Collateral is shot in high definition, which was kind of big deal when it came out in 2004. Although there were slew of films that had been shot on digital video, this made a splash for its big budget and big stars. Collateral demonstrates that digital video can depict vast landscapes through deep focus photography. This is, in particular, what stands out in Collateral: namely, the film's emphasis on empty spaces of Los Angeles in order to create atmospheric tension. I was reminded or Alex Cox's cult masterpiece Repo Man, where cars traverse lonely highways, bathed in a panoply of washed out neon colors of Los Angeles (see image below). Of course, one of the great filmmakers to depict empty space and loneliness is Italian filmmaker Michelangelo Antonioni.
There is also great use of popular music and score in Collateral. Mann is known for his hypnotic and majestic use of the synthesizer. And it all works here. An element that I have been focusing on in my own research is the soundtrack or popular song as narrative digression. We found many moments of musical digressions in Collateral in order to build atmosphere and moods that reflect character interiority. This is a way of moving the narrative without overt causality.
Lastly, the final moments of the film is classic Michael Mann, where Vincent philosophizes the code or life of the gangster. This scene, in particular, calls our spectatorship into question. We begin to question Vincent's motivates as a killing machine--even sort of feel bad for him. It returns us to a question Vincent poses to Max earlier in the film: "Millions of galaxies of hundreds of millions of stars and a speck on one in a blink...that's us. Lost in space. The universe don’t care about you. The cop, you, me? Who notices?"
Drunken Angel, Akira Kurosawa, 1948Drunken Angel is widely known as Kurosawa's first collaboration with Toshiro Mifune, an actor he made many movies with. The film tells the story of gangster, Matsunaga (part of the yakuza), played by Mifune. Matsunaga is diagnosed with tuberculosis by an alcoholic doctor and will die if not treated. The doctor cares about Matsunaga and believes he can both cure his disease and free him from his gangster life. Matsunaga, however, is stuck between these two worlds, uncertain if he can truly escape the yakuza. But does he really have a choice or is it his fate to die? Of course, fate is a central tenet of film noir.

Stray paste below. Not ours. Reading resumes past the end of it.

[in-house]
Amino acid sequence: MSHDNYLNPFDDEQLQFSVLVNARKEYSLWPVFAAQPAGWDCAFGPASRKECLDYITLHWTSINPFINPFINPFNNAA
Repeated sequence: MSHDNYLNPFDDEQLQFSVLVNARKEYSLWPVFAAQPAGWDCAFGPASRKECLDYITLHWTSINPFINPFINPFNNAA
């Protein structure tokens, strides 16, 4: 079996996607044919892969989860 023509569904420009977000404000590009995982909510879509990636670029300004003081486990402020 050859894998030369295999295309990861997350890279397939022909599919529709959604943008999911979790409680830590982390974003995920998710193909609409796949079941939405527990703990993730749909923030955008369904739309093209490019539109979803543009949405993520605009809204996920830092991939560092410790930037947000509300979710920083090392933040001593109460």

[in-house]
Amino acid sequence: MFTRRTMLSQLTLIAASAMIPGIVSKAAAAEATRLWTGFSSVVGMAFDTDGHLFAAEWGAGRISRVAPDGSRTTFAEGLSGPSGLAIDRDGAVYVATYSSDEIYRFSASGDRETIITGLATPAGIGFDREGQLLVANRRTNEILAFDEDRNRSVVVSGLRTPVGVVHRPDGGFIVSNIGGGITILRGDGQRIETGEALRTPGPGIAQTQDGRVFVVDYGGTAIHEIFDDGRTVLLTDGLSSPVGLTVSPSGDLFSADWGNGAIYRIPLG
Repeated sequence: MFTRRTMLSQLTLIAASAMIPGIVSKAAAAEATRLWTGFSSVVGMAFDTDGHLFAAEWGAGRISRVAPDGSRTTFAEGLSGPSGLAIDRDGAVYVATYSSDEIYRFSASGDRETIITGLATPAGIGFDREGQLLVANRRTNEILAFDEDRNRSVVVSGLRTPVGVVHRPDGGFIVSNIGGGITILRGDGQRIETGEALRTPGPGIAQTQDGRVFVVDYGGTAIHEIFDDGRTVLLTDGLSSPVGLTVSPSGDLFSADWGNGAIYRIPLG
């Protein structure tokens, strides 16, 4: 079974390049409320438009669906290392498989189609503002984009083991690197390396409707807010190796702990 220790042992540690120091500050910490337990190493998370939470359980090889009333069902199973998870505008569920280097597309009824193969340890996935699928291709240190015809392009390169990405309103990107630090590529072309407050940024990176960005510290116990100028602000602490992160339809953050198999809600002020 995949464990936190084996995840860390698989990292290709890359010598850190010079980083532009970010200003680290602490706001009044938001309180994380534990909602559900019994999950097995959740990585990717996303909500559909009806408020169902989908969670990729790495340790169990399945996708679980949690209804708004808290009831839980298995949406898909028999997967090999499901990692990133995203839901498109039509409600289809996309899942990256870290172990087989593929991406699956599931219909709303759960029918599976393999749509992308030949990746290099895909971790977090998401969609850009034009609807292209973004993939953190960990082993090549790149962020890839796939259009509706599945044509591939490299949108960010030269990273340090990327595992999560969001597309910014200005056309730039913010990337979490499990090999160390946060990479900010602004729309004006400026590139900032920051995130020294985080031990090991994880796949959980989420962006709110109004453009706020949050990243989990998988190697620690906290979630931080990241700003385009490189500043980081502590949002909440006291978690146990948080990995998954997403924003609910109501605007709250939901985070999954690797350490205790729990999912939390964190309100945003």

The setting of the town is located near a contaminated lake, possibly the cause of illness amongst its inhabitants. One of the most striking scenes in the film is Matsunag's ocean dream, where he encounters his own death, filmed hauntingly in slow motion. Kurosawa seems to be channeling German Expressionism in this sequence--especially Mifune's excessive gestures and over the top expressions. One wonders if Ingmar Bergman was influenced by this scene when he shot the fantastic dream/death sequence in Wild Strawberries? This is an extremely fine film made by Kurosawa during the time when U.S. had occupied Japan post WWII. Mifune's performance is outstanding and does a terrific job embodying the character of Matsunaga.
Mother Night, 1996, Directed by Keith GordonMother Night was released during the surge of Independent cinema in the 1990s. This is a gem of a film and surprisingly not mentioned amongst the great films of the 1990s. Mother Night is a story about Howard W. Campbell Jr. (Nick Nolte), an American Nazi playwright living in New York city. We found out that Campbell was a spy and sent undercover to transmit special codes during his Nazi propaganda speech during his radio program. Only a few people know this about Howard. One person in particular was an agent of the U.S. War department, which Howard refers to as his "blue fairy godmother" played by John Goodman. Howard chooses to live in New York City after the war. After meeting his neighbor, George Craft (Alan Alda) things become complicated for Howard, eventually leading to his imprisonment in Israel.
The film moves back and forth through time, during Howard's being locked up in a jail in Israel (filmed in black and white) and the recounting of his life until imprisonment. This is an intentionally slow moving film with fine performance from Nick Nolte, John Goodman and Alan Alda. Like the novel, the film brings forth complex questions of morality, with a bit a black humor.
As a random note, although the film closely follows the book's narrative, it does not attempt to match the film's aesthetics to Vonnegut's fragmented writing style. I always felt there is a bit of the absurd in Vonnegut's brilliant prose. And I believe there has only been one filmmaker who captured the absurdity that Vonnegut depicts in his works - and that is George Roy Hill and he is dead. For this reason, I also highly recommend Slaughter House Five - one of Hill's best films alongsideThe World According to Garp.